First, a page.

BendingSpoons writes: The Supreme Court ruled against a high school student who was suspended after displaying a 14ft banner reading "Bong Hits 4 Jesus." The student, Joseph Frederick, unfurled the banenr as the Olympic torch passed through his hometown of Juneau, Alaska. As a result, principal Deborah Morse suspended him for ten days, stating that banners advocating drug use had no place at a school-sanctioned event. Frederick challenged his suspension in court, arguing that the banner's message was nonsensical and expressed only his right to say whatever he wished. Frederick's lawsuit was supported by various religious groups, who were concerned that a negative outcome would restrict students' rights to religious expression. In the end, the Court upheld the suspension by a 5-4 majority. "The message on Frederick's banner is cryptic," wrote Chief Justice Roberts. "But Principal Morse thought the banner would be interpreted by those viewing it as promoting illegal drug use, and that interpretation is plainly a reasonable one." The case is Morse v. Frederick, 06-278.
BendingSpoons writes: More than 120 scientists across seven federal agencies have been pressured to remove the phrases "global warming" and "climate change" from various documents. The documents include press releases and, more importantly, communications with congress. Evidence of this sort of political interference has been largely annecdotal to date, but is now detailed in a new report by the Union of Concerned Scientists. The House Oversight and Government Reform Committee held hearings on this issue yesterday; the hearing began by Committee members, including most Republicans, stating that global warming was happening and greenhouse gas emissions from human activity were largely to blame.
The OGR hearings presage a landmark moment in climate change research: the release of the 2007 report by the Intergovernmental Panel on Climate Change. The IPCC report, drafted by 1,250 scientists and reviewed by an additional 2,500 scientists, is expected to state that "there is a 90% chance humans are responsible for climate change" — up from the 2001 report's 66% chance. It probably won't make for comfortable bedtime reading; "The future is bleak", said scientists.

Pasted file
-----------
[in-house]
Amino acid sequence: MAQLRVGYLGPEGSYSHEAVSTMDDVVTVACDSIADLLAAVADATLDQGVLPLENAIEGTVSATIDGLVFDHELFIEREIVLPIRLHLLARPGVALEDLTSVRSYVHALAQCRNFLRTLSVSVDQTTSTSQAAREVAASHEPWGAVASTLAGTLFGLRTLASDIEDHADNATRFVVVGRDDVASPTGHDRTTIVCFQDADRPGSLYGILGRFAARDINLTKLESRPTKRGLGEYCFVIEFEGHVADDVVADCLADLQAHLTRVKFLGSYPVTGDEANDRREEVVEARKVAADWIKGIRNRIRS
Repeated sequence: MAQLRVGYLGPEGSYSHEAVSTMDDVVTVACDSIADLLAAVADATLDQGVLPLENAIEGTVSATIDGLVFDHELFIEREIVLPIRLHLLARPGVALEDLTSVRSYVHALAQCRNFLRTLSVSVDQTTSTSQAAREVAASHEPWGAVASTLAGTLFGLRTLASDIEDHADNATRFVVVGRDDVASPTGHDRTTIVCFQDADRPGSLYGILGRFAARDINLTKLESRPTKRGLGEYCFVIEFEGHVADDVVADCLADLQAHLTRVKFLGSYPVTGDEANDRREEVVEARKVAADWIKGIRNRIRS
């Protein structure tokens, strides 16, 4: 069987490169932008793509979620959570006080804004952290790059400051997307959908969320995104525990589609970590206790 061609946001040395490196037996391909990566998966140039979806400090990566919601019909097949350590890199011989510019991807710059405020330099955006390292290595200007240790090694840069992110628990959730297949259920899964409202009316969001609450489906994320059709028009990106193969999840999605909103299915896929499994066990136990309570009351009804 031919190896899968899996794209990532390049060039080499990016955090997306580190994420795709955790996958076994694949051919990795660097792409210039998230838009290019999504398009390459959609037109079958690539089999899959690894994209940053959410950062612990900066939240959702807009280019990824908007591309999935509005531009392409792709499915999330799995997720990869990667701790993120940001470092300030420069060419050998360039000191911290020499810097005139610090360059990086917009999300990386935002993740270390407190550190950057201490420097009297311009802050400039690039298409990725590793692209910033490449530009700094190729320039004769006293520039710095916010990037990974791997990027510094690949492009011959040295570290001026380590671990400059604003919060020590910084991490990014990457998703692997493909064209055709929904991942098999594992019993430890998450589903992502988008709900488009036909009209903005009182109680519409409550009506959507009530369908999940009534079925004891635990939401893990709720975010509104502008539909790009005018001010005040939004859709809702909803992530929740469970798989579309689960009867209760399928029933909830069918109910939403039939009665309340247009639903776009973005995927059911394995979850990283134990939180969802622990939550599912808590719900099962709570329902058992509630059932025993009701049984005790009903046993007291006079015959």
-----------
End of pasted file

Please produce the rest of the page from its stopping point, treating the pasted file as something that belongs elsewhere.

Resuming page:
BendingSpoons writes: Five years ago, a 112-car train derailed outside of Minot, North Dakota. Over 240,000 gallons of anhydrous ammonia leaked out of the car, resulting in one death and the hospitalization of hundreds. Why is this news? Because newly released 911 tapes reveal a breakdown in Minot's emergency broadcasting — a breakdown that some are attributing to media consolidation. When panicked residents called emergency dispatch, they were advised to tune into KCJB, the designated local emergency broadcaster. However, KCJB — along with Minot's five other commercial channels — was owned by Clear Channel; the music was piped in from out of state, and no one was in the station to respond to calls. 911 callers were therefore directed to radio stations that provided no emergency information. The problem of "local" news stations unable to transmit information about local emergencies is now raising concerns about both national security and media consolidation.
BendingSpoons writes: "A Seattle school board has placed a moratorium on screenings of "An Inconvenient Truth", having found its subject matter too controversial. Echoing the language of the evolution debate, the school board found that students must be told that global warming is only a theory and presented with an opposing viewpoint. The ban was prompted by the complaints of a parent: "'Condoms don't belong in school, and neither does Al Gore. He's not a schoolteacher,' said Frosty Hardison, a parent of seven who also said that he believes the Earth is 14,000 years old. 'The information that's being presented is a very cockeyed view of what the truth is.... The Bible says that in the end times everything will burn up, but that perspective isn't in the DVD.'""